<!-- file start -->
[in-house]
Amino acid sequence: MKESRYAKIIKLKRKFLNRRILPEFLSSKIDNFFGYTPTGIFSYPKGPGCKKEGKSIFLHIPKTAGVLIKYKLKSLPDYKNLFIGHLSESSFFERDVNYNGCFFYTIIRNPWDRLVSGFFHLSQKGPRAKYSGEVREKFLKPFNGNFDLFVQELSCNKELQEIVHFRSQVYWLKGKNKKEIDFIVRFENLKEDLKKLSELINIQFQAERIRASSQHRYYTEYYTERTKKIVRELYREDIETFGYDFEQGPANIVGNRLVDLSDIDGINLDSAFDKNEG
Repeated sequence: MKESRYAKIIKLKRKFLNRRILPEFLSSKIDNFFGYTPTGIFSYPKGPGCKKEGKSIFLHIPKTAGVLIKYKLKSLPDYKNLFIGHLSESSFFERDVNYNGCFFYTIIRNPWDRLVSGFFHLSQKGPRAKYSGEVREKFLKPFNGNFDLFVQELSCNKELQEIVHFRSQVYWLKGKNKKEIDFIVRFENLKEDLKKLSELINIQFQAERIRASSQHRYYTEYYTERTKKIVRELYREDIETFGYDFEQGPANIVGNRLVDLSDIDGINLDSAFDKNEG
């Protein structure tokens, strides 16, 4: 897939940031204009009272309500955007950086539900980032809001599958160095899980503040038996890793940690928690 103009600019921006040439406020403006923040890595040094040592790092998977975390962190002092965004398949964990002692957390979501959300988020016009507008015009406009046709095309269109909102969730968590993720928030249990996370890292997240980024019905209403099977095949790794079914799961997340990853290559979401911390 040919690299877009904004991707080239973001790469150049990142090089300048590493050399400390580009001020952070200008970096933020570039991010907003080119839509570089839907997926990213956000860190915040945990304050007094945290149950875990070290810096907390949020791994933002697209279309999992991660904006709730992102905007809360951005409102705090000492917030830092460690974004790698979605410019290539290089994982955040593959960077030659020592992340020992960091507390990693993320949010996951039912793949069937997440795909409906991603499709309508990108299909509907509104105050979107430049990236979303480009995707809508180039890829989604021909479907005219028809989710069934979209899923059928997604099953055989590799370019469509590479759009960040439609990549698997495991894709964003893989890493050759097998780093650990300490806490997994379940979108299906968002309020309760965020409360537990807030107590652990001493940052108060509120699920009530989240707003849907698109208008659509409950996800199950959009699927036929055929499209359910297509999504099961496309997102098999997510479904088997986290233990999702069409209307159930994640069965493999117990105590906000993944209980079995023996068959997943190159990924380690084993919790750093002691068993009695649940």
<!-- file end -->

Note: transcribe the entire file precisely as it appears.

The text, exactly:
[in-house]
Amino acid sequence: MKESRYAKIIKLKRKFLNRRILPEFLSSKIDNFFGYTPTGIFSYPKGPGCKKEGKSIFLHIPKTAGVLIKYKLKSLPDYKNLFIGHLSESSFFERDVNYNGCFFYTIIRNPWDRLVSGFFHLSQKGPRAKYSGEVREKFLKPFNGNFDLFVQELSCNKELQEIVHFRSQVYWLKGKNKKEIDFIVRFENLKEDLKKLSELINIQFQAERIRASSQHRYYTEYYTERTKKIVRELYREDIETFGYDFEQGPANIVGNRLVDLSDIDGINLDSAFDKNEG
Repeated sequence: MKESRYAKIIKLKRKFLNRRILPEFLSSKIDNFFGYTPTGIFSYPKGPGCKKEGKSIFLHIPKTAGVLIKYKLKSLPDYKNLFIGHLSESSFFERDVNYNGCFFYTIIRNPWDRLVSGFFHLSQKGPRAKYSGEVREKFLKPFNGNFDLFVQELSCNKELQEIVHFRSQVYWLKGKNKKEIDFIVRFENLKEDLKKLSELINIQFQAERIRASSQHRYYTEYYTERTKKIVRELYREDIETFGYDFEQGPANIVGNRLVDLSDIDGINLDSAFDKNEG
């Protein structure tokens, strides 16, 4: 897939940031204009009272309500955007950086539900980032809001599958160095899980503040038996890793940690928690 103009600019921006040439406020403006923040890595040094040592790092998977975390962190002092965004398949964990002692957390979501959300988020016009507008015009406009046709095309269109909102969730968590993720928030249990996370890292997240980024019905209403099977095949790794079914799961997340990853290559979401911390 040919690299877009904004991707080239973001790469150049990142090089300048590493050399400390580009001020952070200008970096933020570039991010907003080119839509570089839907997926990213956000860190915040945990304050007094945290149950875990070290810096907390949020791994933002697209279309999992991660904006709730992102905007809360951005409102705090000492917030830092460690974004790698979605410019290539290089994982955040593959960077030659020592992340020992960091507390990693993320949010996951039912793949069937997440795909409906991603499709309508990108299909509907509104105050979107430049990236979303480009995707809508180039890829989604021909479907005219028809989710069934979209899923059928997604099953055989590799370019469509590479759009960040439609990549698997495991894709964003893989890493050759097998780093650990300490806490997994379940979108299906968002309020309760965020409360537990807030107590652990001493940052108060509120699920009530989240707003849907698109208008659509409950996800199950959009699927036929055929499209359910297509999504099961496309997102098999997510479904088997986290233990999702069409209307159930994640069965493999117990105590906000993944209980079995023996068959997943190159990924380690084993919790750093002691068993009695649940």